Tourists make their way along water-covered sidewalks near the famed Rialto Bridge in Venice, Italy, on Monday, 29 October 2018. High water levels forced schools and hospitals to close, and authorities advised citizens against leaving their homes. Photo: Stefano Mazzola / Awakening / Getty Images

By Bob Henson
30 October 2018

(Weather Underground) – An exceptionally strong upper-level storm and low-pressure center has played havoc this week with the weather across large parts of Europe, especially Italy, where high winds, intense thunderstorms, and a landslide caused at least 11 deaths. Most of the fatalities were from falling trees as a powerful squall line ripped across the length of the Italian peninsula on Monday afternoon. One man died in a wind surfing accident off the coast of the Emilia-Romagna district, and a woman near Trento in northern Italy died after a landslide engulfed her home, according to the Associated Press.

Northwest of Rome, a wind gust to 202 km/hr (126 mph) was recorded on the island of Montecristo. This is just shy of the nation's record-high gust of 210 km/hr, according to independent weather researcher Maximiliano Herrera.

The costliest damage may have been on the Liguarian coast of western Italy, where close to 200 luxury yachts were reportedly destroyed in the port of Rapallo. Waves up to 10 meters (33 feet) high slammed into the marina, reported ANSA. The marina’s director said that a large section of a protective dam gave way despite having been bolstered after a storm in 2000.

Destroyed yachts and boats lie in the harbour of Rapallo, near Genoa, on 30 October 2018, after a storm hit the region and destroyed a part of the dam the night before. Photo: Marco Bertorello / AFP / Getty Images

The catalyst for the spate of extreme weather across Europe—including record October heat on one side of Switzerland followed by record October snow on the other—was a pronounced dip in the polar jet stream that extended across Spain well into northwest Africa. East of this cold upper-level trough, a strong flow of unseasonably warm air extended from northeast Africa all the way to Scandinavia. In between these contrasting air masses, an intense surface low moved from the Mediterranean across western Italy on Monday, accompanied by a cold front that spawned the bout of severe thunderstorms.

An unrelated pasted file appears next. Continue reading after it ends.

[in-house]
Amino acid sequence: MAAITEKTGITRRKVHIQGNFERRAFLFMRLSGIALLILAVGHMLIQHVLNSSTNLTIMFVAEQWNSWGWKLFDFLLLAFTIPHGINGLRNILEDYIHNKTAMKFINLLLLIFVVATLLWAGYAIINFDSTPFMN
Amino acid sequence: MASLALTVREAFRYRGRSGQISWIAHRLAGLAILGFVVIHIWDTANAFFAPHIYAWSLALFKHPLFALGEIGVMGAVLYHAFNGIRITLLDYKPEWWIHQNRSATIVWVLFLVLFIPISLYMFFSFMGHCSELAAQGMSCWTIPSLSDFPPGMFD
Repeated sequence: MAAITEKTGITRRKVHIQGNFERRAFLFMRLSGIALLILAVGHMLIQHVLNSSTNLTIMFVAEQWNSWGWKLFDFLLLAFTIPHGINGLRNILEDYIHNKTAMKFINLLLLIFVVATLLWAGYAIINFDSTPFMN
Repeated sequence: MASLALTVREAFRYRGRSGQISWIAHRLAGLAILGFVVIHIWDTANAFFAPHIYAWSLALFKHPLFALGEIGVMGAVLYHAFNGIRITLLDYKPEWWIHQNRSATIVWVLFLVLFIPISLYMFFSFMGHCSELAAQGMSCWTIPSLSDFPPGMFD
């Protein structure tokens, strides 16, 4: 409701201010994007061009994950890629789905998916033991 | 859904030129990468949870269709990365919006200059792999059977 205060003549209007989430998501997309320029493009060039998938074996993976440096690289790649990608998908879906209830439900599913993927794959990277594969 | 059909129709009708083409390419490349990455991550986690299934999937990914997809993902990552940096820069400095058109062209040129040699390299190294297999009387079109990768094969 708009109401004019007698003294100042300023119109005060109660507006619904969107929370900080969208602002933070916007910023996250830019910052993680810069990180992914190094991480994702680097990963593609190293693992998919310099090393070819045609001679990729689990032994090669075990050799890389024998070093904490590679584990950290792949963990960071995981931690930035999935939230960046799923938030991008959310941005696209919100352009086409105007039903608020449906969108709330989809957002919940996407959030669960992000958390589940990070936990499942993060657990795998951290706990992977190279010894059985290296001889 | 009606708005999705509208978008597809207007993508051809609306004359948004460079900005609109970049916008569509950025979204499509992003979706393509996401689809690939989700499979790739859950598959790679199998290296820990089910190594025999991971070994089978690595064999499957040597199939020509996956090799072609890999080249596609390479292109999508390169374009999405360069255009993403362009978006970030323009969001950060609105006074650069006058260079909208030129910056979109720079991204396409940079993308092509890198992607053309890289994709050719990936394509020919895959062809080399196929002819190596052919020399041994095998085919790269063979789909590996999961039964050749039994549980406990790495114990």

Venice’s worst “acqua alta” flooding in a decade

Some 70% of Venice was inundated on Monday by high water driven into the city’s lagoons by the circulation around the powerful surface low to the west. Venice is notorious for its “acqua alta” (high water) events, which periodically flood the renowned St. Mark’s Square and many of the city’s waterfront businesses and sidewalks. Acqua alta occurs when water is pushed lengthwise from south to north across the Adriatic Sea, parallel to Italy’s east coast. During such events, water naturally sloshes back and forth in the Adriatic over a 22-hour cycle, a phenomenon called a seiche. When this happens to be synchronized with the 24-hour astronomical tidal cycle, the seiche can accentuate the effects of an already-extreme weather-induced tide.

The frequency of tidal flooding in Venice of at least 110 cm (43.3")—enough to inundate 12 percent of Venice—has ramped up from about once per decade in the early 20th century to once every three to eight weeks in the 2010s. Graphic: City of Venice

Much like king tides in Miami, acqua alta events are most common in autumn and winter, when astronomical tides are at their highest. […]

Tides in Venice are classified as “exceptional” when they exceed 140 cm (55.1"), which is enough to flood 59% of the city. According to City of Venice records, exceptional tides have occurred:

  • only once from 1872 to 1950;
  • about once every 5 to 10 years in the late 20th century;
  • and—ominously—10 times in just the last two decades, including this week’s event. [more]

Flooding in Venice and Deadly Storms across Italy



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